Arthroscopic meniscectomy is a minimally invasive surgical technique used by orthopedic surgeons to treat a torn meniscus cartilage in the knee. This procedure is often done on an outpatient basis. The meniscus is mostly torn as a result of injuries sustained when participating in sports. During the procedure, only the torn segment of the meniscus is removed.
A meniscus is a cartilage-based tissue that supports the normal function of an individual’s knee. There are two types of menisci:
It is important to note that minor meniscus tears frequently heal on their own but more severe tears will require surgery.
Surgery is only necessary when:
Doctors always recommend that before surgery, a patient should not have any ongoing infections, and the knee should not have sores or scratches. The day before surgery, the patient shouldn’t shave their knee. The patient should arrange for someone to help at home for 24-36 hours after the procedure.
During the procedure, which is done under general anesthesia, very small incisions are made around the patient’s knee. One incision is used to implant a lighted scope with a camera, while the other two are utilized to insert the procedure’s equipment.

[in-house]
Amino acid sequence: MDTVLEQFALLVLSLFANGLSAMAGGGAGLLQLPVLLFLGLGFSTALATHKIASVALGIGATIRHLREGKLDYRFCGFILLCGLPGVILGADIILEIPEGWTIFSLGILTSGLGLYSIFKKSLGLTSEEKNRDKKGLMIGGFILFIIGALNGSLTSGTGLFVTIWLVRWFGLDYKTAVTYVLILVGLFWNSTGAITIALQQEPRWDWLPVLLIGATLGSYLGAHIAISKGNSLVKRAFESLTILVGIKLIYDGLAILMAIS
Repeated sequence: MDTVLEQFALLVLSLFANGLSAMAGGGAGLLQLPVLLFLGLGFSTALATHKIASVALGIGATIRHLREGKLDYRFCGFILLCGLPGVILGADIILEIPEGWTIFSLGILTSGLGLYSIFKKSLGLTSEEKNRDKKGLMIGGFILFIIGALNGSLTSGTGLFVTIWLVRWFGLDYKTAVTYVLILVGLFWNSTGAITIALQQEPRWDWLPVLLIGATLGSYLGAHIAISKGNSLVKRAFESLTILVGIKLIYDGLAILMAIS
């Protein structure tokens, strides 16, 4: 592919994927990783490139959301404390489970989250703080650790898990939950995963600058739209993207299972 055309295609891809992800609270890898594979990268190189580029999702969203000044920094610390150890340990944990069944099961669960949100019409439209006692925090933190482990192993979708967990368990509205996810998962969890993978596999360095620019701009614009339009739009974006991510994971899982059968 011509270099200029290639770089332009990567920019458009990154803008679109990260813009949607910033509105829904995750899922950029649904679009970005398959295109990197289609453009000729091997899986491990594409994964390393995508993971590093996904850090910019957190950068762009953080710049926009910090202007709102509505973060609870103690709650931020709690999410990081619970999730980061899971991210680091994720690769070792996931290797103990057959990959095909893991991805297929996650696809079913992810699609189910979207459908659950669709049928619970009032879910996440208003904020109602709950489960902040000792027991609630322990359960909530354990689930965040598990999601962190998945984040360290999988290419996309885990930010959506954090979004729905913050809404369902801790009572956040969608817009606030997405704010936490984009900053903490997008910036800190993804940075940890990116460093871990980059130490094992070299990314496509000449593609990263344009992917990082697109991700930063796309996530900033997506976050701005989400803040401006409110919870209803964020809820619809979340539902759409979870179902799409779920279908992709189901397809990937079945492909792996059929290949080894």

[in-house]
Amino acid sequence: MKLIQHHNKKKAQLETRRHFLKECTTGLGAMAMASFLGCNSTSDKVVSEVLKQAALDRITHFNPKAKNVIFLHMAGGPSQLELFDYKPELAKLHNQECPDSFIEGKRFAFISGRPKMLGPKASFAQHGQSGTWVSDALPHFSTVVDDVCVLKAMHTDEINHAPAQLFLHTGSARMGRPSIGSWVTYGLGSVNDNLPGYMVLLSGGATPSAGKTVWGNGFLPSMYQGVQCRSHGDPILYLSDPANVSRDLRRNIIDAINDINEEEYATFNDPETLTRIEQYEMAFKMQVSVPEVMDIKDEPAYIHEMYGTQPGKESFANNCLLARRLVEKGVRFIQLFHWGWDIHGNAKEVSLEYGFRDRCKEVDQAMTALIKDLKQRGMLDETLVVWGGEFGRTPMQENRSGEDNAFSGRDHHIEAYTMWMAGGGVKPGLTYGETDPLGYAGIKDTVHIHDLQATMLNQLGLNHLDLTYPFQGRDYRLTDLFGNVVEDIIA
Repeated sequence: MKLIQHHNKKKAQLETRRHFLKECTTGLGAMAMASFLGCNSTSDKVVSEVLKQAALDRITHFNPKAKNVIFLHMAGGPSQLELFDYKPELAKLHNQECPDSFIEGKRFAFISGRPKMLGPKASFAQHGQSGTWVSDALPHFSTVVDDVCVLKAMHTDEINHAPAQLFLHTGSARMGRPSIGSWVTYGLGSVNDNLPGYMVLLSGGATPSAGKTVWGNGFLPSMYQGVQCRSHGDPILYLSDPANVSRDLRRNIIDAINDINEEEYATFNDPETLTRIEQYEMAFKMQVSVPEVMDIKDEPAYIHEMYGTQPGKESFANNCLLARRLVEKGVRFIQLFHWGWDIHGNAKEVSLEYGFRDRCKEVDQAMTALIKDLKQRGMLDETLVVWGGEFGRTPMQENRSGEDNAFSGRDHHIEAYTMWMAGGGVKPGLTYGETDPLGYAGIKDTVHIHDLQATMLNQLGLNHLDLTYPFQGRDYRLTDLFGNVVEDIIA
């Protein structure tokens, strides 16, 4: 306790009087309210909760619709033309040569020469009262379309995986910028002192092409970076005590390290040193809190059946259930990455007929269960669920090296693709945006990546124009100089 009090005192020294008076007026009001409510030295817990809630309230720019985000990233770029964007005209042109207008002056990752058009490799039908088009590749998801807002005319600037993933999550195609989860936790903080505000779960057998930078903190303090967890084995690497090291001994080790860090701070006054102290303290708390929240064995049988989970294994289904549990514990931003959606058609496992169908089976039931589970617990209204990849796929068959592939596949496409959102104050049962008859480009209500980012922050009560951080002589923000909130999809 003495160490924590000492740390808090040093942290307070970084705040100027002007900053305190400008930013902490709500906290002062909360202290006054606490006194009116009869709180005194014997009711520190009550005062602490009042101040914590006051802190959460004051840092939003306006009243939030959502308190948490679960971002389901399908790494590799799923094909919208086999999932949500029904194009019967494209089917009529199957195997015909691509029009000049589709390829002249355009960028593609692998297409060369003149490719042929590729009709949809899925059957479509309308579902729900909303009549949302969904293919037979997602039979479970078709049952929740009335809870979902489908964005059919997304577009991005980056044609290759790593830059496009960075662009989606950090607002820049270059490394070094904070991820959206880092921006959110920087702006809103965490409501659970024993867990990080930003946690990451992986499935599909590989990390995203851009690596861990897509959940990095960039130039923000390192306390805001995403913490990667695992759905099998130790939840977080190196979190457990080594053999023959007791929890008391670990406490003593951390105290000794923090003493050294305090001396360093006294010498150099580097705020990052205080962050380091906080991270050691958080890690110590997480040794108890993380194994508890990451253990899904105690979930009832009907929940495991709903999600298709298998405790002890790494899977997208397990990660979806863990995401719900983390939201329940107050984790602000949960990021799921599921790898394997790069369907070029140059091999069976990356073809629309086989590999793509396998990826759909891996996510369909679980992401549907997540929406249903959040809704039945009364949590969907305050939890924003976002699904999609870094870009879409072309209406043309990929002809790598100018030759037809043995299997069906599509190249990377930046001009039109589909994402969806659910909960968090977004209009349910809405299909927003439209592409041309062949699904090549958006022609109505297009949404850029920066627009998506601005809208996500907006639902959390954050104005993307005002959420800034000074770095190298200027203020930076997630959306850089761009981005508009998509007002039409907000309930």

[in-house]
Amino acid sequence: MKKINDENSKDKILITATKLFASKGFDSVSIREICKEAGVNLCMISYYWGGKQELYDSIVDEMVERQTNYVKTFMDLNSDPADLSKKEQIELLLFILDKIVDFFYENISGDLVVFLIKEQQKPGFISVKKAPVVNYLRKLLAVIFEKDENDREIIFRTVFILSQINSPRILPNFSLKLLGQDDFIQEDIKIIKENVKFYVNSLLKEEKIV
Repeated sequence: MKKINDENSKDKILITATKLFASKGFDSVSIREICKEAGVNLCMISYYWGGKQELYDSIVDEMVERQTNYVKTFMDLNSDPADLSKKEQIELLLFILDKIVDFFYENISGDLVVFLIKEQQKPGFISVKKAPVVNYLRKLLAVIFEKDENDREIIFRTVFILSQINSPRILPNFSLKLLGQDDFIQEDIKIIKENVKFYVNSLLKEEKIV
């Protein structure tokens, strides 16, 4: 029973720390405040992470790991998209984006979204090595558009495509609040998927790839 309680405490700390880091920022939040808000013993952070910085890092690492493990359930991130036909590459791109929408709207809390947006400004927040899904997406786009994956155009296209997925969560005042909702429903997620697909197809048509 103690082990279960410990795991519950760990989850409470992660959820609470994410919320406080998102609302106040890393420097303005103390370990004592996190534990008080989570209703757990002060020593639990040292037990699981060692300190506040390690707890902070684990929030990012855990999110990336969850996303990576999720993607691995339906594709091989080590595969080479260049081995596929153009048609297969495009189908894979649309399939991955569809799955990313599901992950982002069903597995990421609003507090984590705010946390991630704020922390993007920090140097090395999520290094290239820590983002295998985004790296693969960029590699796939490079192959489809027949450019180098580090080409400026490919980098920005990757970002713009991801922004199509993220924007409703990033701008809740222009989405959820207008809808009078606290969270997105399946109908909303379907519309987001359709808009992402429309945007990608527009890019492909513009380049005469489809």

The patient’s knee anatomy is examined using the camera. After the torn meniscus is located, either a small portion or the complete meniscus is removed. The scope and equipment are taken out, and the incisions are then stitched or taped.
After an arthroscopic meniscectomy, the operated knee is usually swollen and mildly uncomfortable for the first 24 to 48 hours. However, by the third postoperative day, most patients are able to resume their sedentary jobs.
In the first 48 hours, medication can be used to treat pain. Controlling pain and swelling is made easier by using ice or other forms of cold therapy on the knee.